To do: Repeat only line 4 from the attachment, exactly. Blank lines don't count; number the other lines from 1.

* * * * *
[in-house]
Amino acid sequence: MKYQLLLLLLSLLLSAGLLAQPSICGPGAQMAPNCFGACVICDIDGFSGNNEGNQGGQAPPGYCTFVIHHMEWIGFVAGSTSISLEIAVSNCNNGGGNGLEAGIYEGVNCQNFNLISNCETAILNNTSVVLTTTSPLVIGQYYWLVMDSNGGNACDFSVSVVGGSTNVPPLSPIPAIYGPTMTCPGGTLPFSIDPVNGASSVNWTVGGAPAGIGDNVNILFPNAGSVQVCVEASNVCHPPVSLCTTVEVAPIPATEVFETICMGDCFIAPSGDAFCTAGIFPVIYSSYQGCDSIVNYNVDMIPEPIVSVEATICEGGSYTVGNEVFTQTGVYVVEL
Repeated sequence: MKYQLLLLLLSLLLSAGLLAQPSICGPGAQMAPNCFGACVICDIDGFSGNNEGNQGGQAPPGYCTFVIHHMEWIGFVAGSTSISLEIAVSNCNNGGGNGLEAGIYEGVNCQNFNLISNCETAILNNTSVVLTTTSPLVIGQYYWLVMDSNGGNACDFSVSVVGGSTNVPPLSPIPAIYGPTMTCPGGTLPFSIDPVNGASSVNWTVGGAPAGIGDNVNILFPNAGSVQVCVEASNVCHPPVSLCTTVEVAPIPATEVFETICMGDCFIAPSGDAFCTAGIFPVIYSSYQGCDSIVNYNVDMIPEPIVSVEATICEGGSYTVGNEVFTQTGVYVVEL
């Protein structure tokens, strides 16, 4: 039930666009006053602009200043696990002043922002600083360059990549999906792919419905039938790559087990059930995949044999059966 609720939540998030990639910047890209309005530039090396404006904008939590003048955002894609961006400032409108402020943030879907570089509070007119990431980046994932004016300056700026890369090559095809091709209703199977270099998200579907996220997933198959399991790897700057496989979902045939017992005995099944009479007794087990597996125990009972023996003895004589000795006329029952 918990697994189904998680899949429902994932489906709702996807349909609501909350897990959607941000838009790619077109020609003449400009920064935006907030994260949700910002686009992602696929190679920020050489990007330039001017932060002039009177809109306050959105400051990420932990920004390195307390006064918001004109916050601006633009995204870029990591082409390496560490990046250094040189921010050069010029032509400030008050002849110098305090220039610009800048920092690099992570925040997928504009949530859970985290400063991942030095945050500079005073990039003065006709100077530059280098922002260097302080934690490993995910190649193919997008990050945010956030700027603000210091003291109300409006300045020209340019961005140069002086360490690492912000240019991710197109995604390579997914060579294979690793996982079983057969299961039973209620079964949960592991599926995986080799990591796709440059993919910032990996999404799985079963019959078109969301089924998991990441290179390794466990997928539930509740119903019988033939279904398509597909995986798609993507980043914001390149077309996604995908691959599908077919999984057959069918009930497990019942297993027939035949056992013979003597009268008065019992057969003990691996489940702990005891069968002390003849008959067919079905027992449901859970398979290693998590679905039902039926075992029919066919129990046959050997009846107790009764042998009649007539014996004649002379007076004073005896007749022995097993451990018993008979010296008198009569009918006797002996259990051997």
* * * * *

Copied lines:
């Protein structure tokens, strides 16, 4: 039930666009006053602009200043696990002043922002600083360059990549999906792919419905039938790559087990059930995949044999059966 609720939540998030990639910047890209309005530039090396404006904008939590003048955002894609961006400032409108402020943030879907570089509070007119990431980046994932004016300056700026890369090559095809091709209703199977270099998200579907996220997933198959399991790897700057496989979902045939017992005995099944009479007794087990597996125990009972023996003895004589000795006329029952 918990697994189904998680899949429902994932489906709702996807349909609501909350897990959607941000838009790619077109020609003449400009920064935006907030994260949700910002686009992602696929190679920020050489990007330039001017932060002039009177809109306050959105400051990420932990920004390195307390006064918001004109916050601006633009995204870029990591082409390496560490990046250094040189921010050069010029032509400030008050002849110098305090220039610009800048920092690099992570925040997928504009949530859970985290400063991942030095945050500079005073990039003065006709100077530059280098922002260097302080934690490993995910190649193919997008990050945010956030700027603000210091003291109300409006300045020209340019961005140069002086360490690492912000240019991710197109995604390579997914060579294979690793996982079983057969299961039973209620079964949960592991599926995986080799990591796709440059993919910032990996999404799985079963019959078109969301089924998991990441290179390794466990997928539930509740119903019988033939279904398509597909995986798609993507980043914001390149077309996604995908691959599908077919999984057959069918009930497990019942297993027939035949056992013979003597009268008065019992057969003990691996489940702990005891069968002390003849008959067919079905027992449901859970398979290693998590679905039902039926075992029919066919129990046959050997009846107790009764042998009649007539014996004649002379007076004073005896007749022995097993451990018993008979010296008198009569009918006797002996259990051997």